BagOfHolding (adv3lite)

The library code for BagOfHolding only concerns itself with the player character’s bulkCapacity … and stepping through the code, I can’t even see where it does that. I would also like it to concern itself with the number of items the PC is holding in her hands (let’s say 5 or 7), not just the PC’s bulkCapacity. If the PC is already holding 7 items including the Bag, then taking more items should ideally shift the oldest inventory items into the Bag (provided the Bag’s affinityFor(obj) allows it).

I have not the faintest idea how to do this. Can anyone suggest a way to approach it? At what point does the library check the bulkCapacity of gPlayerChar? If I knew that, possibly I could modify the library code to do what I need it to do.

I can slap together a short sample game, if anyone can volunteer to test this and offer suggestions.

In thing.t there is a method checkRoomToHold() in which (apart from other things) is:

         *   If the BagOfHolding class is defined and the actor doesn't have
         *   enough spare bulk capacity, see if the BagOfHolding class can deal
         *   with it by moving something to a BagOfHolding.
           && bulk > gActor.bulkCapacity - gActor.getCarriedBulk
           && BagOfHolding.tryHolding(self));

You could modify Thing class to write your own version of checkRoomToHold rewriting the condition to:

           && (bulk > gActor.bulkCapacity - gActor.getCarriedBulk || 1 > gActor.countCapacity - gActor.getCarriedCount)
           && BagOfHolding.tryHolding(self));

And adding countCapacity and getCarriedCount to actor:

    countCapacity = 5
        local totalCount = 0;
        foreach(local cur in directlyHeld)

        return totalCount;

And similar changes to BagOfHolding’s method tryHolding(obj), ie. adding this next to same statment about bulk:

        local countToFree = gActor.getCarriedCount + 1 - gActor.countCapacity;

while((bulkToFree > 0 || countToFree > 0) && carriedList.length >= idx)

countToFree = gActor.getCarriedCount + 1 - gActor.countCapacity;

Untested. Btw. instead of stepping through the code in debugger try to fulltext search the library code.

Thanks for the suggestion. It doesn’t work, however. The bag of holding ends up not being utilized at all, no matter how many items I pick up.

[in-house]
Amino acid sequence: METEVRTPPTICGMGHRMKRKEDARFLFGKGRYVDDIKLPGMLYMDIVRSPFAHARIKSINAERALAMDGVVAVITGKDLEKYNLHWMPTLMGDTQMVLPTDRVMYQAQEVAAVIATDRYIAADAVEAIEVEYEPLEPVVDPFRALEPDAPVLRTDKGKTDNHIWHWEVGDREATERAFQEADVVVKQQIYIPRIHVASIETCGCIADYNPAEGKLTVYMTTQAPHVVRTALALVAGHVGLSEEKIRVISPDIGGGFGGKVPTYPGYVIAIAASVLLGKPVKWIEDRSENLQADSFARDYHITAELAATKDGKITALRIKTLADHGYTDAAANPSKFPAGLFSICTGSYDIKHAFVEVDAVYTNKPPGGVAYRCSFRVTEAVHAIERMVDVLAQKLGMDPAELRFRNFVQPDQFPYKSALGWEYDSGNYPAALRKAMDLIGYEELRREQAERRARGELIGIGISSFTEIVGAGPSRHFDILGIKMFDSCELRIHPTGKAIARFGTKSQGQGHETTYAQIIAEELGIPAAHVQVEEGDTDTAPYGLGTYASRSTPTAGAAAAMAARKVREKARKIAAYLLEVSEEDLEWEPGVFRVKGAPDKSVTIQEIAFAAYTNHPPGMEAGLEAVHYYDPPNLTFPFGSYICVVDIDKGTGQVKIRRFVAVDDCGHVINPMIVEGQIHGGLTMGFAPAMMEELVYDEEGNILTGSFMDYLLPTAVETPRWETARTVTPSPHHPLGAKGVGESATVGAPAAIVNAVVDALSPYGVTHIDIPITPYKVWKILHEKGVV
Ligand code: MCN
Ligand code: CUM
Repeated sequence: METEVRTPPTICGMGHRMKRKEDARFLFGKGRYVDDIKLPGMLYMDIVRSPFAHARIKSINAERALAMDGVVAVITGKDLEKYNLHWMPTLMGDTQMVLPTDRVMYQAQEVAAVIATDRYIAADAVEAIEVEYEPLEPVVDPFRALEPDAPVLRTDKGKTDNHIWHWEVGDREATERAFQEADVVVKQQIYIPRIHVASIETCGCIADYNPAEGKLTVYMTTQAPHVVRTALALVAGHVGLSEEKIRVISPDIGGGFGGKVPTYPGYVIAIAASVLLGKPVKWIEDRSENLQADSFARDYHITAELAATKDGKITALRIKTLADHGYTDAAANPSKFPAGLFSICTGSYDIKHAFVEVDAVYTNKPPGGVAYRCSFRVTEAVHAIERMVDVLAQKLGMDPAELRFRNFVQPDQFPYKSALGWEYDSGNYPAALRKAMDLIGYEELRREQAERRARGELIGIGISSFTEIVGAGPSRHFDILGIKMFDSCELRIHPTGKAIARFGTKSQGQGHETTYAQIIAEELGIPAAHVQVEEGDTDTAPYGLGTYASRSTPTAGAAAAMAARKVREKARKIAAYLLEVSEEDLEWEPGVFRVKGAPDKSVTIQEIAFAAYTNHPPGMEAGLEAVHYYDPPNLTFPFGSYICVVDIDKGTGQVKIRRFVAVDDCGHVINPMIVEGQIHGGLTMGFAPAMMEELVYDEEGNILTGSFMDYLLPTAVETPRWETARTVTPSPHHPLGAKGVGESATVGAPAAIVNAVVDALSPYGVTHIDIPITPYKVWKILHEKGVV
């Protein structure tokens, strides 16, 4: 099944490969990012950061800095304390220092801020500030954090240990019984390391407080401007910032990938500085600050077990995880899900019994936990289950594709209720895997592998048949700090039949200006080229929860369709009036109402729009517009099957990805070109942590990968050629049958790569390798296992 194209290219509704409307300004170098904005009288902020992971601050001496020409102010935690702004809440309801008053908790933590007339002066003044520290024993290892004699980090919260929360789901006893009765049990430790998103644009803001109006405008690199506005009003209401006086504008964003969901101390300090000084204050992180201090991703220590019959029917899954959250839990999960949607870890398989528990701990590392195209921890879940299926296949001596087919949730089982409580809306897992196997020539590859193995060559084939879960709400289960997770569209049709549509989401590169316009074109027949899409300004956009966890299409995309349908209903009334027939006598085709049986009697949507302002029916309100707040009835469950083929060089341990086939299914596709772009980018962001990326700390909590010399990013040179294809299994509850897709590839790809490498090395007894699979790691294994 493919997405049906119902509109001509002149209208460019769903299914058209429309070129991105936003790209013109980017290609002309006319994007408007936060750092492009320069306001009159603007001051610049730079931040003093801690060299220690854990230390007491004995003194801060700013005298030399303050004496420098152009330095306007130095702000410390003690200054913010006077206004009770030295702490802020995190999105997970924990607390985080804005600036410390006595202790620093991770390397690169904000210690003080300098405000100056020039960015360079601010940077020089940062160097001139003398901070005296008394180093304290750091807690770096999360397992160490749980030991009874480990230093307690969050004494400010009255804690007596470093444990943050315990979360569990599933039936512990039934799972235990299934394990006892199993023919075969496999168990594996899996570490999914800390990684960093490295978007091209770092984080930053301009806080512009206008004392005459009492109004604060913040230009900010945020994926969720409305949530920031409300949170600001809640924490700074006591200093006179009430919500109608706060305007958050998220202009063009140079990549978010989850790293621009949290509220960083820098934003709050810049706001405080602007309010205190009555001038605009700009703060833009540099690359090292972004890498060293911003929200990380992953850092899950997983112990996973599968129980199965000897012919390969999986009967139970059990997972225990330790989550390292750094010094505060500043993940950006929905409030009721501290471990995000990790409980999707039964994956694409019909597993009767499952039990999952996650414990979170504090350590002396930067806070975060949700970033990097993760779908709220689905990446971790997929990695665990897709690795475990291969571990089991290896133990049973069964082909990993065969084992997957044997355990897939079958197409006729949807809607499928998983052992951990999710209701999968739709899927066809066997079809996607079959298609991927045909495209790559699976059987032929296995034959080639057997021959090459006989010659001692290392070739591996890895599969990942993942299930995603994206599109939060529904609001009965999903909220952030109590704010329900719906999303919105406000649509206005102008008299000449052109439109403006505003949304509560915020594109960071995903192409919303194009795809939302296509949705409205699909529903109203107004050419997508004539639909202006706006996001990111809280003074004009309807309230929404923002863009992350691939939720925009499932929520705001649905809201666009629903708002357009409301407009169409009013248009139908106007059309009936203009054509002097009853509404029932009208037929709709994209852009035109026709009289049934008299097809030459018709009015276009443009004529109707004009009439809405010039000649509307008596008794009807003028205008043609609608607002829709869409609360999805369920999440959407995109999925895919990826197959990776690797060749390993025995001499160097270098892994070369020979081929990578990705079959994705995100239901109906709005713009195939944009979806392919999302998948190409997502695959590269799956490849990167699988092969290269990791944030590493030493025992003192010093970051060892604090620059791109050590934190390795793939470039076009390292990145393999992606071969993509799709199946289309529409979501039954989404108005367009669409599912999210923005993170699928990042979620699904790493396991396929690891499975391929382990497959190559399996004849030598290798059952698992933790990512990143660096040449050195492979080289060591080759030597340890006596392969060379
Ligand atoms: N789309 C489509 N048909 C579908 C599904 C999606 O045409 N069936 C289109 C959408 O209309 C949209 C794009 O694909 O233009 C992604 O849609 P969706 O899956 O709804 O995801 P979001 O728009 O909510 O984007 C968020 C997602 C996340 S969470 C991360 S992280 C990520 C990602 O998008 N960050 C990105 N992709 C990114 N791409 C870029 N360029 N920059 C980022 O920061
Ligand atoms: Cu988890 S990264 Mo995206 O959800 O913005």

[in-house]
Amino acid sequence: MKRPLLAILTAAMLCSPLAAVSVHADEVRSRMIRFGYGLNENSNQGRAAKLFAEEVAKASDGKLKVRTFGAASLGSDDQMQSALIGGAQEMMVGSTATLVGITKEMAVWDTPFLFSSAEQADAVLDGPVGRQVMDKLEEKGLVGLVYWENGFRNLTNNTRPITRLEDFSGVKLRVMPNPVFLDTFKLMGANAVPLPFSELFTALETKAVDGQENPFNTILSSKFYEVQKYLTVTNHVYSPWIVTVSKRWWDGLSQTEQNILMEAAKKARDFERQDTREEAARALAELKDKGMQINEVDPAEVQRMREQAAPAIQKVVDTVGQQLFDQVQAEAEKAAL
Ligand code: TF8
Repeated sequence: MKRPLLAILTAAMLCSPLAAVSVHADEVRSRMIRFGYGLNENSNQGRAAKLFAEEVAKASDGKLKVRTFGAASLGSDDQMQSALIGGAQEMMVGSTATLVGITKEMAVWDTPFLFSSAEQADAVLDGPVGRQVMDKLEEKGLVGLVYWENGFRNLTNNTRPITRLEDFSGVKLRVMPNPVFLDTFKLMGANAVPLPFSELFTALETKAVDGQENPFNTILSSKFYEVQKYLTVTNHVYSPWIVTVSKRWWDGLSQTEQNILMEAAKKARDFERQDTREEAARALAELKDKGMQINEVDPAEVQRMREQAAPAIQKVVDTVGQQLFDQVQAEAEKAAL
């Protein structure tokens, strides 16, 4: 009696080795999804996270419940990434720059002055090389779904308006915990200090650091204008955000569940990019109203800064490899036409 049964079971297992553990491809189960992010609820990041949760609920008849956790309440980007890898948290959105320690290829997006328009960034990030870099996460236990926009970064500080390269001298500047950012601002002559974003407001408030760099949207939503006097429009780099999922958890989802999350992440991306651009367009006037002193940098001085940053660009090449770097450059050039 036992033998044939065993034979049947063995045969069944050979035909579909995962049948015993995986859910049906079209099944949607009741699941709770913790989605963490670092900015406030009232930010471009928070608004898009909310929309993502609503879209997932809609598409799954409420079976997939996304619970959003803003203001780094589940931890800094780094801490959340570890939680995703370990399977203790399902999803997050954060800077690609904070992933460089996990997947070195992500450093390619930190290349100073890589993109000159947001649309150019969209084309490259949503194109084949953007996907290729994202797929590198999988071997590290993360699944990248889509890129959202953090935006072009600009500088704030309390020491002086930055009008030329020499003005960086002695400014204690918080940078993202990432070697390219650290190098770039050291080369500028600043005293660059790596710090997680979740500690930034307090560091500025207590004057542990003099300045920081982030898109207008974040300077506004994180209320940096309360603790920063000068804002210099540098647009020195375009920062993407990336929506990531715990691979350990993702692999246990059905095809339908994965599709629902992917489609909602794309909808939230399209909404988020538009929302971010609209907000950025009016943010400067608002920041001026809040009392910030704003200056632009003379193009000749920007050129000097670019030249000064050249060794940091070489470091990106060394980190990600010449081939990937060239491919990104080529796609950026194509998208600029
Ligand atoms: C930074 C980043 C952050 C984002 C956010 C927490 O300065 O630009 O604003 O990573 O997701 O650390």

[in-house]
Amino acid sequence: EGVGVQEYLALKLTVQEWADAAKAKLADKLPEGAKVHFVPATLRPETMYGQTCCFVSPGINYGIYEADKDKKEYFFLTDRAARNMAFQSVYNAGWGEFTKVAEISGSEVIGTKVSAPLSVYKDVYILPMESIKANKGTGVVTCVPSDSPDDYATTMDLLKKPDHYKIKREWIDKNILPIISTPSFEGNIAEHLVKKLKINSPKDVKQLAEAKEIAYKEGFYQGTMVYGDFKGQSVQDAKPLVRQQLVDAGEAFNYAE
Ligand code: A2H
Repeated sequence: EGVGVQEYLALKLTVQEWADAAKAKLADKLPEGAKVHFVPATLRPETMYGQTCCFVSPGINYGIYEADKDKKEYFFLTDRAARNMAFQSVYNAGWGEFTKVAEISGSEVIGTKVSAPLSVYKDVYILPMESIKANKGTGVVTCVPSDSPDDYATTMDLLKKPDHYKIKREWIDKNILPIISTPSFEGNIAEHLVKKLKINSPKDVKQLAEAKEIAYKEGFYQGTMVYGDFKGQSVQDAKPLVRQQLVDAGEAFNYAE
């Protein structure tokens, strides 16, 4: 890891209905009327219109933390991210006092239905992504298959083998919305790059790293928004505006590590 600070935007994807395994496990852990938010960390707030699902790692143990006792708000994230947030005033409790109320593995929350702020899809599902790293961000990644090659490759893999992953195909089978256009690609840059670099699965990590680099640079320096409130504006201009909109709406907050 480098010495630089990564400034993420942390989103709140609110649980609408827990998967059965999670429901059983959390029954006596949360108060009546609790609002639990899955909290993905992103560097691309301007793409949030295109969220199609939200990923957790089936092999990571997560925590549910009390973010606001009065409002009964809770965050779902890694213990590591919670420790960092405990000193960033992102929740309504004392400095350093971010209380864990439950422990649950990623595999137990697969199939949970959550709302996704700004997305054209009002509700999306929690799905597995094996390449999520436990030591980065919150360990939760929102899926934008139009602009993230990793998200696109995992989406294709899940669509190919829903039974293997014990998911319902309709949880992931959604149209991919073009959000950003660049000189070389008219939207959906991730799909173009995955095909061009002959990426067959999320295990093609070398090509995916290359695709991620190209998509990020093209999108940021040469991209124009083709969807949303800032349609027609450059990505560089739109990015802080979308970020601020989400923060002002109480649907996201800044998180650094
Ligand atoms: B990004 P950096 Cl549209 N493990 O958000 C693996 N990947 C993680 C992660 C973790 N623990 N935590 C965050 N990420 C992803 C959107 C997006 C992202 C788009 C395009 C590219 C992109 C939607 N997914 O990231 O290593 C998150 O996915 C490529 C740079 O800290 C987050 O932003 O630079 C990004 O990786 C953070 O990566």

After stepping through in the debugger, I think the problem is this: Once your modified code has detected a problem (too many objects being held), the library goes off to decide what to put in the bag of holding based on bulk. The library decides that bulkToFree is -55, so it doesn’t move anything.

Indeed, the PC still has plenty of spare bulk! So the bag is not used.

This is in the tryHolding(obj) method in BagOfHolding. There’s a pretty complicated while loop in that code. I’m nervous about trying to modify it, but I’ll give it a try. Any suggestions you might have would be appreciated!

Most of the “complicated” things in while loop is trying to find proper bag. No worry, just try those three lines in last code box. Before while loop you need to realize how much you need to free your hands based on count (put first line after bulkToFree), then you need to modify while condition to free hands not only wen too much bulk but also too much count (second line to replace original condition) and third line is to add near end of while where bulkToFree is recalculated.

In case of problems drop me a minimal working example and I’ll tune it for you.

Ah, I missed the third bit of your code! Sorry about the confusion. That does seem to be working – many thanks. Oddly enough, adding a modified tryHolding(obj) to my shoppingBag object itself doesn’t work. I have to modify the class itself. This is probably because when tryHolding(obj) is called, the code hasn’t yet decided which BagOfHolding to use.

I haven’t noticed this first time but the tiny difference lies in comment of that method. It’s a “class method”, ie. static function associated with the class itself and not with any specific object instance. In thing.t it is called as BagOfHolding.tryHolding(self); That’s like a PresentLater.makePresentByKey(‘some key’); in adv3, which you also call on class itself. These kind of methods are extremely rare in TADS.